What made you decide on this career?
With no health care experience why should you start off as a coder?
You see these are the questions that go thru the employers minds when they look at your application and resume. If you can not/ have not addressed these issues then you can not count on a call back. It is not that there are no jobs, it is rather there are not enough qualified people to fill the positions. So you must explain why they need to take a chance on you. As a manager, any application without a professional resume and cover letter were thrown in the trash. The only apps that got to the second step were the ones that answered the questions I listed above. You must sell yourself not just fill out applications.
Debra, can you give examples of what a resume and a cover letter should look like (in your opinion)? I think many of the people aren't selling themselves and that is why they are having problems. I have applied for many positions and get nothing back either? Just not sure what employers/managers are looking for on the resume and cover letter.

Thank you in advance for any direction you can give to those of us looking for our first or another position.
 
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I'm done posting in this thread. My posts are self-deleted and if the option was available I would have simply deleted the whole thread. I stand firm in my thoughts that this field needs a huge revamping of how it approaches entry level coders, but those thoughts are my own to have.

I will say though that I do not appreciate the endless stream of negative personal messages sent to me in an anonymous fashion. If you click on the "User CP" icon at the top of the page you can see comments given to you by anonymous forum users. I just figured out how to use it. :rolleyes:

Have a good week everyone.
 
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twizzle

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I'm done posting in this thread. My posts are self-deleted and if the option was available I would have simply deleted the whole thread. I stand firm in my thoughts that this field needs a huge revamping of how it approaches entry level coders, but those thoughts are my own to have.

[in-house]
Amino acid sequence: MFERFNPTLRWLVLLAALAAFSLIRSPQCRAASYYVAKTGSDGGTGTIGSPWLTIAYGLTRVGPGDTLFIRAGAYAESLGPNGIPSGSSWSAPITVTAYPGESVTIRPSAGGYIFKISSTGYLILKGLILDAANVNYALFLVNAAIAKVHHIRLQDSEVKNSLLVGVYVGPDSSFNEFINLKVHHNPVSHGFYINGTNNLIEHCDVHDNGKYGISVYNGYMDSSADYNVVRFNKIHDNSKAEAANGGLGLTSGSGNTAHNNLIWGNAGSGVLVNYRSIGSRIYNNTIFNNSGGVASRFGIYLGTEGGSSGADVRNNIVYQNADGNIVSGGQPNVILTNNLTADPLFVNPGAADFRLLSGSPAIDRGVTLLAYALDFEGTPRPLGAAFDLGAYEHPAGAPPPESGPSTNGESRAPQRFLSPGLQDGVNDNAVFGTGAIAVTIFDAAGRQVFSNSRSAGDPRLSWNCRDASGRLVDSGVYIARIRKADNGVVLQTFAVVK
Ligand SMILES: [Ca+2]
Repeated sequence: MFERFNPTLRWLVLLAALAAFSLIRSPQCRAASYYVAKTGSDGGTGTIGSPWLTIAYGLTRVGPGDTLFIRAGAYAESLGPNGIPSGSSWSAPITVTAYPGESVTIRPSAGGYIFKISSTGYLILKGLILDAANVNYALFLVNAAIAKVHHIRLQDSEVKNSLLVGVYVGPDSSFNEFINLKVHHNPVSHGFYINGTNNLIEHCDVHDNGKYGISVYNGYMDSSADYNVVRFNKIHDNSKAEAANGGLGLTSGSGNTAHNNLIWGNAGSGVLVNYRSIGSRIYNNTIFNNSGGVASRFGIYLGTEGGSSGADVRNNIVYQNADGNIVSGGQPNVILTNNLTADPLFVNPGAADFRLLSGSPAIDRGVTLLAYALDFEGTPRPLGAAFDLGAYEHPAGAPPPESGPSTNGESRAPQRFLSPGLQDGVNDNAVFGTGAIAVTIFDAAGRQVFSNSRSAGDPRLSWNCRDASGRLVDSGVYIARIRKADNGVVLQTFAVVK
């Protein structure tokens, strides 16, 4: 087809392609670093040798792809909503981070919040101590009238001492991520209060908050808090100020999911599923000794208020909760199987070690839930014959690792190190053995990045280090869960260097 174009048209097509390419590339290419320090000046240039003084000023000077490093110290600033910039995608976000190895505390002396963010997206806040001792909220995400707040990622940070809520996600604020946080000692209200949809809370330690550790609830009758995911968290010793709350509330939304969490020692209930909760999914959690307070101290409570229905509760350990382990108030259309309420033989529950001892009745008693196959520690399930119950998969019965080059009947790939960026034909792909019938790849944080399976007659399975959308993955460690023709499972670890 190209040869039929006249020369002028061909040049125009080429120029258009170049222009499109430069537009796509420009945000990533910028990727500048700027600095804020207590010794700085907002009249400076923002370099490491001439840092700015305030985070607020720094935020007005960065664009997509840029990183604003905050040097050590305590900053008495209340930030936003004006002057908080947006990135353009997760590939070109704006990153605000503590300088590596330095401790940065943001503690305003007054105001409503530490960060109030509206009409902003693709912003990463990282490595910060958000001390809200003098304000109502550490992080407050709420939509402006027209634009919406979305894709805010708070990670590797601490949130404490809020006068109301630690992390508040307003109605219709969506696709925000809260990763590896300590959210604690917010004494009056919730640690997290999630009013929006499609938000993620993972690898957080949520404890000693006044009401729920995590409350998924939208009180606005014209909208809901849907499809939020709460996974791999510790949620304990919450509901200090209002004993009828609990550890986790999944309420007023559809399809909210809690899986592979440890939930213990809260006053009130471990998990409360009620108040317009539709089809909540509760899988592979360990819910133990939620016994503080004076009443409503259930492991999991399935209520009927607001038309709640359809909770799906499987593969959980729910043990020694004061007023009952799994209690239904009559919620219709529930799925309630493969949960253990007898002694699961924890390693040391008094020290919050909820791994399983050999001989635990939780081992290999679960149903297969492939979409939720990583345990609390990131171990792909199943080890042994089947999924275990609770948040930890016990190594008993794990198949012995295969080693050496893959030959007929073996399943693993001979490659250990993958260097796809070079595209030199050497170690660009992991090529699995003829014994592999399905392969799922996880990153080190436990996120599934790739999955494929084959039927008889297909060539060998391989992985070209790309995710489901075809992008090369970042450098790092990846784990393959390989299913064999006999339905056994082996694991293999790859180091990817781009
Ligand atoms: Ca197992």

I will say though that I do not appreciate the endless stream of negative personal messages sent to me in an anonymous fashion. If you click on the "User CP" icon at the top of the page you can see comments given to you by anonymous forum users. I just figured out how to use it. :rolleyes:

Have a good week everyone.
To those who've been cowardly enough to send messages anonymously, if you've got something to say, at least be adult-enough to identify who you are, otherwise go away. We may disagree with some comments, but at least we're not afraid to share them.
 

mhstrauss

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To those who've been cowardly enough to send messages anonymously, if you've got something to say, at least be adult-enough to identify who you are, otherwise go away. We may disagree with some comments, but at least we're not afraid to share them.
Is this the "private message" function? Or something different?
 

twizzle

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Is this the "private message" function? Or something different?
Are you asking about the private message because you don't know about it or are you saying I shouldn't be criticizing people for being anonymous and sending disagreeable messages via private messages?